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NYC Likely to Require Outdoor Dining Sheds to Come Down ‘Post-Covid’

Plus, Chelsea Hotel restaurant El Quijote reopens — and more intel

Outdoor Restaurant Dining in New York City
Sheds like the one pictured, may no longer be allowed in New York City.
Gary Hershorn/Getty Images

New York City started plotting the future of what permanent outdoor dining structures will look like this week. On the chopping block are restaurant sheds, which could be illegal once the pandemic passes, according to Julie Schipper, director of the Department of Transportation’s Open Restaurants Program, the New York Post reports.

Under the new proposal, not all outdoor dining would be affected: umbrellas and other barrier set-ups that are not considered full, house-like structures would still be permitted. Current restaurant sheds would not be grandfathered in under the DOT’s plan, Schipper added. The city council has yet to vote on the bill, but should it pass, it is still unclear when the policy would be enforced.

In the past two years, outdoor structures helped bring new life to open restaurants and became a lifeline for many restaurateurs during COVID-19, but they’ve consistently been met with opposition. Tuesday’s news comes on the heels of the “Chuck the Sheds” rally that was held earlier this month in Downtown Manhattan.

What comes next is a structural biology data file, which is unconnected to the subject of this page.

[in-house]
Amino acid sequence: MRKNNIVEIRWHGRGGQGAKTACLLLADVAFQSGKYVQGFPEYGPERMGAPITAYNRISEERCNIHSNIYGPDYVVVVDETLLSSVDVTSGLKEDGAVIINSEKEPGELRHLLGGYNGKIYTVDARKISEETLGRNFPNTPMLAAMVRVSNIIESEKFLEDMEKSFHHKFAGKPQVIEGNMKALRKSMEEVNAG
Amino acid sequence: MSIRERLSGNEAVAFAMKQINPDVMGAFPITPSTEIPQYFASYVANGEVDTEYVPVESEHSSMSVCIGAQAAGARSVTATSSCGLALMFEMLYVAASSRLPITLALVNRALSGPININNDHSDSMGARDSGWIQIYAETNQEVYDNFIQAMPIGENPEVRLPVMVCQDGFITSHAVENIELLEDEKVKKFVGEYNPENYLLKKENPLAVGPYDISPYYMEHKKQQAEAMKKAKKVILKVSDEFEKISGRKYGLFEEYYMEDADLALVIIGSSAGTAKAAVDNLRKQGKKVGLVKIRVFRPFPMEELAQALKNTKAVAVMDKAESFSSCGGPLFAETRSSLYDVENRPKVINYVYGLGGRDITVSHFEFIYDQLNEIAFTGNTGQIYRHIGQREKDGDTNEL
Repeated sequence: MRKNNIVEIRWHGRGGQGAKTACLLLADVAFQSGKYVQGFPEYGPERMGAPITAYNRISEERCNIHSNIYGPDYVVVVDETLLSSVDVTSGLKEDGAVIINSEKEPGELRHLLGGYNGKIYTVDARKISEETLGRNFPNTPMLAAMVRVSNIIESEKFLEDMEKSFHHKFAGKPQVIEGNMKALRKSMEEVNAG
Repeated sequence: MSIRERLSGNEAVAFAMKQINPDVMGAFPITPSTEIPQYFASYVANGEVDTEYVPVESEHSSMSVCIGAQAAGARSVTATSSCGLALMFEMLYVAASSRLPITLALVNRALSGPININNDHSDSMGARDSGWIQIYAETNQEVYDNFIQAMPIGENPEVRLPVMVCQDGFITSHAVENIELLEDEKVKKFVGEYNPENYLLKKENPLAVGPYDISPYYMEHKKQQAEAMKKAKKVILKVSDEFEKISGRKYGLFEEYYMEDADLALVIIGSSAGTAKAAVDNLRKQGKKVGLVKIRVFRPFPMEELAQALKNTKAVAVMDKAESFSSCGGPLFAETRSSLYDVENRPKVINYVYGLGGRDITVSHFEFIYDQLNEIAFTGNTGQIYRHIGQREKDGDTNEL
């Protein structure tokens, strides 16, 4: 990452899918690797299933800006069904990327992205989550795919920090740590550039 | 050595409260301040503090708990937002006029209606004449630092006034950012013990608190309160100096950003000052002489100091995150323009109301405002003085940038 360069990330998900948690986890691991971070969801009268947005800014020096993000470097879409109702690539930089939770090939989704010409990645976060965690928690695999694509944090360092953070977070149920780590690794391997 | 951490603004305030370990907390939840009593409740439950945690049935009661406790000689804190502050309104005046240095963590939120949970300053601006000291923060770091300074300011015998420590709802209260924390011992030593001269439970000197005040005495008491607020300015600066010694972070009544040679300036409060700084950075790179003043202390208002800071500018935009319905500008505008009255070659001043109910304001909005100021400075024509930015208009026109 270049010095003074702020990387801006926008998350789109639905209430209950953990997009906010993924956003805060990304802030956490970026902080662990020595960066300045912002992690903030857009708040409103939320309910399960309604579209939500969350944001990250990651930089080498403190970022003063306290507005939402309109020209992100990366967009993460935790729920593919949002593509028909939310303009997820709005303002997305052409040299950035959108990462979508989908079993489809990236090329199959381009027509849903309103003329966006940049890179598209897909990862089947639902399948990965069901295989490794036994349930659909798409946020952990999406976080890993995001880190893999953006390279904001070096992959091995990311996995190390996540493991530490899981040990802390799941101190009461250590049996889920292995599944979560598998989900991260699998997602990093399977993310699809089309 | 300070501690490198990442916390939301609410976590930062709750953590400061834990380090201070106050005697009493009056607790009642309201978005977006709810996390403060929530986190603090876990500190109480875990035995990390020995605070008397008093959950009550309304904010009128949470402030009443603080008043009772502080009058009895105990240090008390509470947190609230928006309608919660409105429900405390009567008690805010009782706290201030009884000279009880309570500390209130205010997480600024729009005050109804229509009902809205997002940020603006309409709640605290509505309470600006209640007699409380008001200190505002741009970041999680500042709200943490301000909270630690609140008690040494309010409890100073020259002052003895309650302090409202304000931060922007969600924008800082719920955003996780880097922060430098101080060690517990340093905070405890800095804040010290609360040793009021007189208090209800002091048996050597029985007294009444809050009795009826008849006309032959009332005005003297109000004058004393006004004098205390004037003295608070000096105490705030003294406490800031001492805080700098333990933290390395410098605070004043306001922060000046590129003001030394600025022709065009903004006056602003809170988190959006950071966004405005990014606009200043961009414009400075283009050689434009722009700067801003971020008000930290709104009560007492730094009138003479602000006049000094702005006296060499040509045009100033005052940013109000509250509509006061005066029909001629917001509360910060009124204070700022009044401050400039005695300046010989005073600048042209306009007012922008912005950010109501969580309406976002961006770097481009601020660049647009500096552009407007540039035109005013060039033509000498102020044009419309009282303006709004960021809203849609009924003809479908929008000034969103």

Storied Chelsea Hotel restaurant El Quijote is back

The New York Times reports that El Quijote is reopening this week. The restaurant first opened in 1930 and closed down in 2018, in conjunction with the Chelsea Hotel’s ongoing renovations. Spanish food is still to focus at the relaunched El Quijote, now operated by Sunday Hospitality, the group behind Williamsburg restaurant Sunday in Brooklyn. The restaurant will retain many of the interior design details its come to be known for, but the formerly 220-seat venue has been reduced to a capacity of 65.

A sprawling new Caribbean market lands in Flatbush

After eight years in the works, Flatbush Central finally opened last week at 123 Caton Avenue, near Flatbush Avenue, the Commercial Observer reports. The new, 18,000-square-foot market for Caribbean food and goods — which for years had been called the Flatbush Caton Market — will be home to 28 vendors, an audio studio, and a commercial kitchen.

Mo’s Original has changed its name to.... Names

Late yesterday, Mo’s Original, the popular Prospect Lefferts Gardens restaurant, posted a cryptic Instagram story that said “86 Mo’s.” It turns out the restaurant had changed its name to, yes, Names. About three weeks ago, the restaurant received a cease and desist from Moe’s Original BBQ, a Southern restaurant chain, Mo’s Original co-owner William Garfield tells Eater. It wasn’t “financially worth fighting” for the name, he says. The menu will remain the same.